- Ensayo sobre los orígenes del humanismo vernáculo by Martínez, H. Salvador et al
At almost seven hundred pages, readers of this volume have before them a presentation, description in detail and defense of the vernacular humanism fostered by Alfonso X and his court in the thirteenth century. Scholars familiar with the Latin humanism of the twelfth century "renaissance" in France and the Latinate or Florentine humanism of the fifteenth century will discover a complete exposition of the roots of "el humanismo alfonsí" and its later continuations and practitioners into the sixteenth century. And complete it is: its 1,094 footnotes, 99 pages of bibliography and thirteen pages of an onomastic index are strong affirmation that H. Salvador Martínez –the author of a biography of Alfonso X (2003) and a volume on "convivencia" in the Spanish thirteenth century (2006)– is to be welcomed as an authoritative study of this little studied or recognized humanism born in the Peninsula.
In the introduction (11–41), Martínez points out that a certain nebulousness associated with mudéjar Spain and the co-existence of the three religions –Christian, Muslim and Jewish– discouraged many scholars of European humanisms from focusing on Spain. Alfonso X saw his role as king to be the educator of his subjects. He cultivated a benevolence to all (the Greek filantropia), combining it with paideia, or education and instruction in the fine arts, to provide his subjects with access to knowledge or saberes which was to center much of his humanism. Latin was no longer a "natural" language, as was the Castilian he worked diligently to make into the new language of culture. His idea was to "ejercer en romance todo ministerio de saber", as Martínez points out. Alfonso's dedication to translation of the knowledge that had been locked up in Greek, Latin, Persian and Arabic had the didactic purpose of bringing that knowledge to his people. His object was not limited to the classics or dependence on the trivium (as was typical of Latin humanism) but included a revalorization of all the seven liberal arts, an approach to Roman law as a basis for new legislation, the consideration of history as dependent of moral philosophy and an Aristotelian approach to the natural sciences. Alfonso's social sense of "per natura" served him well as an educational tool. Alfonsine humanism was enriched by the inclusion of ethics and the supernatural as essential elements. [End Page 329]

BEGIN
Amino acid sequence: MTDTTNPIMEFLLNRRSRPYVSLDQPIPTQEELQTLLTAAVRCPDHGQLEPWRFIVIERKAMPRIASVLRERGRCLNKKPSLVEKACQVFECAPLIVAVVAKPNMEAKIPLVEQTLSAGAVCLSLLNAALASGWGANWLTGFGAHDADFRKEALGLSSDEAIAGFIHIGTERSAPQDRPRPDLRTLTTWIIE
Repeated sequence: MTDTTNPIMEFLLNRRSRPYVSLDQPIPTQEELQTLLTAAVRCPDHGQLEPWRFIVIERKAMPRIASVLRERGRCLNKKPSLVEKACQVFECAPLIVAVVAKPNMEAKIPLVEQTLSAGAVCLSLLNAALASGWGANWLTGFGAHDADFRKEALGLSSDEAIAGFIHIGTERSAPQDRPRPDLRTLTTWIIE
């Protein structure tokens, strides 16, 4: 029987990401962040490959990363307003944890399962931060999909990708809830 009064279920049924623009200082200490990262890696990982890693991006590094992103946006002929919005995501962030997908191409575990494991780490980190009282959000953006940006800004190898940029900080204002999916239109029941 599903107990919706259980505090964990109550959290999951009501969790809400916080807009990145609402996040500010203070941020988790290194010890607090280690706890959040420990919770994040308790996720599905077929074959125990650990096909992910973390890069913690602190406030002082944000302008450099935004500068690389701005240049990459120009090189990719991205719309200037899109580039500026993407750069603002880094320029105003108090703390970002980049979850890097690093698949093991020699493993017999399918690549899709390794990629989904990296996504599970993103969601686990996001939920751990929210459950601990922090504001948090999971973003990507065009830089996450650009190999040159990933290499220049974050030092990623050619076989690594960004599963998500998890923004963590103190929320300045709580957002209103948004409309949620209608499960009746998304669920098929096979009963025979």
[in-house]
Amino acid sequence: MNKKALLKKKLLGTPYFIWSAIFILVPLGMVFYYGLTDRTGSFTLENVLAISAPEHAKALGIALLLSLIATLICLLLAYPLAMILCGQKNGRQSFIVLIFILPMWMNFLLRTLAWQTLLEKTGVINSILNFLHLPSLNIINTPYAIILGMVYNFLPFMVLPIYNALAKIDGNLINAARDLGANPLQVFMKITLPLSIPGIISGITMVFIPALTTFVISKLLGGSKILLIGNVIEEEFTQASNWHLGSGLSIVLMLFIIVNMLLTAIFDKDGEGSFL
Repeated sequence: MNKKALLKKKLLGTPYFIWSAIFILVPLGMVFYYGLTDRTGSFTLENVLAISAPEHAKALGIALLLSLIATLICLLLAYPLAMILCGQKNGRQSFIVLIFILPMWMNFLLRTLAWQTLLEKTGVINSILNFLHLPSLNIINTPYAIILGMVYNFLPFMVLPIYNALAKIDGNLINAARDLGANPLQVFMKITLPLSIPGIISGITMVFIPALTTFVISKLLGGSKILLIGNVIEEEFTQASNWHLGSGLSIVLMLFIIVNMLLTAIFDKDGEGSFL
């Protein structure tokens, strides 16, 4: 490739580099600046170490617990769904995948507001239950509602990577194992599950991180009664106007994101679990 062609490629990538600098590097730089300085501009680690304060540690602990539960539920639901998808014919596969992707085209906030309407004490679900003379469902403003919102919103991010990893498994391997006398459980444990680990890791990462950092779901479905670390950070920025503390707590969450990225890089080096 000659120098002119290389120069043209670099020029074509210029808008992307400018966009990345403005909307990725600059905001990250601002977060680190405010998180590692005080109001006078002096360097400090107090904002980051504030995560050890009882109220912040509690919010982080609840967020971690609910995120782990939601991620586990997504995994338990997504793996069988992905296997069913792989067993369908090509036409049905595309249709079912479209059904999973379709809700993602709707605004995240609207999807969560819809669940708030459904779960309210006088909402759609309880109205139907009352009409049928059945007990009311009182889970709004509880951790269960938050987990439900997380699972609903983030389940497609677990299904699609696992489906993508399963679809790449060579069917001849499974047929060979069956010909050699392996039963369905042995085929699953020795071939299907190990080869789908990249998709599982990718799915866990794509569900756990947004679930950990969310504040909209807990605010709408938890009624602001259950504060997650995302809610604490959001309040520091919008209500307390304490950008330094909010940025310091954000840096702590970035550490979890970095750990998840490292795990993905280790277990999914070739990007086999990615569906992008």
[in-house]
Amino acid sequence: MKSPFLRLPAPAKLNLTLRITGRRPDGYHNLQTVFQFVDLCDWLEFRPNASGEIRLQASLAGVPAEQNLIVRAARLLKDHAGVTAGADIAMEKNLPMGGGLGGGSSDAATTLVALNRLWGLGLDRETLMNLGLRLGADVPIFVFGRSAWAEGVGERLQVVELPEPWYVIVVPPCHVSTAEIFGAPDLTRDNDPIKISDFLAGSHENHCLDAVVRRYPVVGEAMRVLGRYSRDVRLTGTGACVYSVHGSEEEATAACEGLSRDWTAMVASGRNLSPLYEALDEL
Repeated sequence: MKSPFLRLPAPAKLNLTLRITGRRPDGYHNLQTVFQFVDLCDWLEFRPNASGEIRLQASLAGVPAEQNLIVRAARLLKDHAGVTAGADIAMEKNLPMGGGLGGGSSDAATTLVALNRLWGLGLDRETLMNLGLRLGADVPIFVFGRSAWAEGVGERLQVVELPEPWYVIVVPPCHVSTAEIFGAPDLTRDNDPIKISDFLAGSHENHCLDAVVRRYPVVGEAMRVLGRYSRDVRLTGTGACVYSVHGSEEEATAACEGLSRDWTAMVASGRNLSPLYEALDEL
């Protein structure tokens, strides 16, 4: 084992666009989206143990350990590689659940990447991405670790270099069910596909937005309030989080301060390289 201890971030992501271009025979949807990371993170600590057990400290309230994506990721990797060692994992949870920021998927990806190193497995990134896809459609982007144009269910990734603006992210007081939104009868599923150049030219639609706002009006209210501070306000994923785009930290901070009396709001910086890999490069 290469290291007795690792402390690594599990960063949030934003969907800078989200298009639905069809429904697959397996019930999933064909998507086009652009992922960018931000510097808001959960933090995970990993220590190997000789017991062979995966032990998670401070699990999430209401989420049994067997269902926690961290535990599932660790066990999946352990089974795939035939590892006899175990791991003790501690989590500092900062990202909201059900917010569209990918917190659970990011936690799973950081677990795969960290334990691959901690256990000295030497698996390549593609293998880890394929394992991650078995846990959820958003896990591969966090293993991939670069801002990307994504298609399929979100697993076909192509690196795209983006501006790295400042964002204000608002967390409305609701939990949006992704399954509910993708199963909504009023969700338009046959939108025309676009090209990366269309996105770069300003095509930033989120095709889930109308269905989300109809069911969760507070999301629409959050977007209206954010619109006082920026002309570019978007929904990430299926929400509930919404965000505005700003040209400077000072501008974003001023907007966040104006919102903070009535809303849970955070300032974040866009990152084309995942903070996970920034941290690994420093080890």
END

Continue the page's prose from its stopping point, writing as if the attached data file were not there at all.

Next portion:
Vernacular humanism was inseparable from naturalist humanism and both were designed to reach out to one and all via the common language of Castilian. It was purposefully shaped to create a larger body of lettered citizens and was, of course, multicultural, multiracial and multireligious. What these briefer notes of the introduction aim at is showing that there is now a new opportunity to better understand Alfonso's vernacular humanism as a vibrant cultural movement.
Chapter 1 (43–86), "El humanismo medieval y sus manifestaciones en la Península Ibérica", gives a capsule history of pre-Alfonso humanism with its study of Greek and Latin classics for their aesthetic values (Alfonso would value more highly its moral teachings), its belief in the dignity of human nature and Man as its noblest creature, capable of understanding the laws governing the universe. With Christian humanism, God was also Man and friendship with God was keenly sought after. The Chartrian and Victorine schools of thought invested heavily in Boethius, Aristotle and Saint Thomas of Aquinus in developing their ideas of rational man. Jiménez de Rada, Lucas de Tuy, Juan Gil de Zamora and three of Alfonso's brothers were students at Chartres and brought that learning across the Pyrenees. The pan-Islamic nature of Arabic education had placed more emphasis on the quadrivium and this was adopted seriously by Alfonso. Pedro Alfonso, a Jew converted to Christianity, expounded a literary and scientific humanism that combined classical and oriental learning and this approach was also...